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The Birth of a Nation: Movie Man Jackson

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Looking for a happy ending? Not going to find it here. Southampton County, Virginia, the year 1831. Slavery has been in full effect for quite some time now. Nat Turner (Nate Parker) was born into it. Unlike most, he’s actually been taught on how to read, in particular, The Bible. While still not being seen as an equal, the white man does see Nat as a valued commodity who gets treated “better” as such, compared to his brethren.

Fearing rumors of a slave revolt which would be devastating during drought season, plantation owners such as Samuel Turner (Armie Hammer) decide to use Nat as a tool to quell any revolution. Surely slaves hearing about how they should remain docile from a fellow slave would do the trick, right? Over time, however, Nat sees his people suffer horrible atrocities, and begins to question what he is doing. The stage becomes set for a revolution that promises to be just as bloody as the one fought between the Patriots and the Loyalists.

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The real talking point leading up to The Birth of a Nation (no relation to the 1915 KKK propaganda version, but its title was selected very deliberately), is the controversy that happens to surround star, producer, and director Nate Parker back when he was in college. It is a point that is sure to be brought up relentlessly from now until February 26. 2017, the date of the Oscars. But things deserve to be looked at as objectively as can be. Objectively as yours truly can be, The Birth of a Nation is a bold way to launch a feature directing career. The good outweighs the bad, but like most debuts, everything doesn’t hum perfectly.

The narrative isn’t the issue with The Birth of a Nation. It is actually a pretty thorough screenplay that goes beyond the “slavery is wrong” aspect by introducing religion and the identity that one has to themselves and their social group, especially in times of turmoil, which resonates today. Nat Turner the historical character has a lot of meat. Honestly, Parker doesn’t seem to get into all of it. But for what he does present to the audience, he does do an impressive job as the lead character.

Not a performance that immediately grabs the viewer, and starting out, it does feel a little suspect. But by the middle and into the end, Parker truly sells not just the physical anguish Nat experiences, but the mental anguish and internal crisis that Nat is exposed to. It is the latter that truly hits home, more so than the physical depictions of slavery. He’s firmly on the Best Actor nominee list.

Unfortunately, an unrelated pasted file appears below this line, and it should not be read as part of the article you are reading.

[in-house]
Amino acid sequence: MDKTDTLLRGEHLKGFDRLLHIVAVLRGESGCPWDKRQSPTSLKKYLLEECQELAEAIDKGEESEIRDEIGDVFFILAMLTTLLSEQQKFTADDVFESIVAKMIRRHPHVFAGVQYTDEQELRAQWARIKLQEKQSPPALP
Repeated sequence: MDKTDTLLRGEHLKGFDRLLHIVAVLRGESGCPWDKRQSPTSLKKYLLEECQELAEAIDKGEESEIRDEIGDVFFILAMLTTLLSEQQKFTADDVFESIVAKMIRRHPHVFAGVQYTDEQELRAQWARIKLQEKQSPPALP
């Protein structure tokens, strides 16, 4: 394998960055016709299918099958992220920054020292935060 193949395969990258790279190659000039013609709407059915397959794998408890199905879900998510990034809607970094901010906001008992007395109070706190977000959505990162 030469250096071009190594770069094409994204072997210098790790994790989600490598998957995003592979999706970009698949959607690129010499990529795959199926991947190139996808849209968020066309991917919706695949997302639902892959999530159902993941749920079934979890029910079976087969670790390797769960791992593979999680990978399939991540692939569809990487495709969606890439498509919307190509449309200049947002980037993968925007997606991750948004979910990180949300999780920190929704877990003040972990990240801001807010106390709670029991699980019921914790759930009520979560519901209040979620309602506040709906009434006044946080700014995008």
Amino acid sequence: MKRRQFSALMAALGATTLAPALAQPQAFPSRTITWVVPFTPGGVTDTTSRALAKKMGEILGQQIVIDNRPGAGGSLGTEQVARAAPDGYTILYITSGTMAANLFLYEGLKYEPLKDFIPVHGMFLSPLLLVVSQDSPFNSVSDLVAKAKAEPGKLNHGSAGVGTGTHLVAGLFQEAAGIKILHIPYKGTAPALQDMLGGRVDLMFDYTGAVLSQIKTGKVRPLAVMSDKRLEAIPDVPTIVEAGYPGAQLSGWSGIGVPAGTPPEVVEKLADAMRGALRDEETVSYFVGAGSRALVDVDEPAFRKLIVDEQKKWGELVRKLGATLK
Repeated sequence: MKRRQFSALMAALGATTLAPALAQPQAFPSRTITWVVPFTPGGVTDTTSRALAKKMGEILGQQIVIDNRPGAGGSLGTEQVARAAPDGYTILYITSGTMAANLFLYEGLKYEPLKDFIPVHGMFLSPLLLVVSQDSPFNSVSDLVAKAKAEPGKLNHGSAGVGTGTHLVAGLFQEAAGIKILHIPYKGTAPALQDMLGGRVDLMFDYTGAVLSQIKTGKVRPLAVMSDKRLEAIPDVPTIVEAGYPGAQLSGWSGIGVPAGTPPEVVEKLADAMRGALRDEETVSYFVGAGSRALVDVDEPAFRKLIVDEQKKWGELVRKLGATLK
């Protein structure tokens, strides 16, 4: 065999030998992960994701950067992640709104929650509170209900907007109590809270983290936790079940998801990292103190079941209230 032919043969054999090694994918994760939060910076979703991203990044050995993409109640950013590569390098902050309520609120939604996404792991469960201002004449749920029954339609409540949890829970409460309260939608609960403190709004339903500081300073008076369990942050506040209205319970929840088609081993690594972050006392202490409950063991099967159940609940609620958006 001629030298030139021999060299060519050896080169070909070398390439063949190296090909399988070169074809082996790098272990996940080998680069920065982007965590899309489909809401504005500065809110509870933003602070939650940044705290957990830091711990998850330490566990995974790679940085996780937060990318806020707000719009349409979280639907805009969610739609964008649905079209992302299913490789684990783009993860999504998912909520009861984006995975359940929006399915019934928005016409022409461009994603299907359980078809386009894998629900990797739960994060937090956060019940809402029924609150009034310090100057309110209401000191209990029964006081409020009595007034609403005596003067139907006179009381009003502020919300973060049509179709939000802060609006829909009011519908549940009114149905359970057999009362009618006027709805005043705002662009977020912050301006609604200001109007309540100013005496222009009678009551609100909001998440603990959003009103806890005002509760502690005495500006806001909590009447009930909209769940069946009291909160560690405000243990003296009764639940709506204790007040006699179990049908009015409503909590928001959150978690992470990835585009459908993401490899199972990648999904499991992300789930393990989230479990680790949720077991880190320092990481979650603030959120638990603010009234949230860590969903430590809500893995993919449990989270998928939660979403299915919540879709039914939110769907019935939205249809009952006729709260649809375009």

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However, the cast as a whole isn’t an undeniable strength of The Birth of a Nation; for every strong performance, there is a role that lacks gravitas and even realism, which whips the movie down a few notches on the emotional scale. Armie Hammer does lose himself in his slave owner character Samuel Turner. Yes, he is a bad man, but there’s still a shred of humanity that makes one care for him if only because you know he could be a good person. And in a smaller role, Roger Guenvier Smith (Dope, Deep Cover) excels.

Most of the rest suffer from having too little to do (i.e. the women in the cast, either damsels in distress or conveniently written love interests), or from being a little too caricature-y to be taken seriously (Jackie Earle Haley, especially Mark Boone Jr.). The Birth of a Nation is also weirdly inconsistent in tone in places. While no one is going to confuse this for a fluffy watch, some of the moments of lightness are endearing, but others undercut the seriousness of what’s at hand.

Directing a feature film for the first time, Parker shows good raw skill. Not many shots truly stand out, but a few do in the latter half. He certainly takes inspiration from works such as Braveheart and Saving Private Ryan during the impressive climax. If there were a noticeable flaw, I’d say that scenes which show Nat’s destiny as a leader come off as a little pretentious and overly artsy for the sake of being so. While there may be some symbolism there that flew over my head, it doesn’t really add anything to the film, at least on first view.

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The Birth of a Nation doesn’t rise up to classic biography status. But all controversy aside, The Birth of a Nation is an imperfect, yet still overall compelling biography movie about a very intriguing character and moment in history.

B-

Photo credits go to IGN.com, armiehammerfans.com, and indiewire.com

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Dope: Movie Man Jackson

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 “I’m just Malcolm.”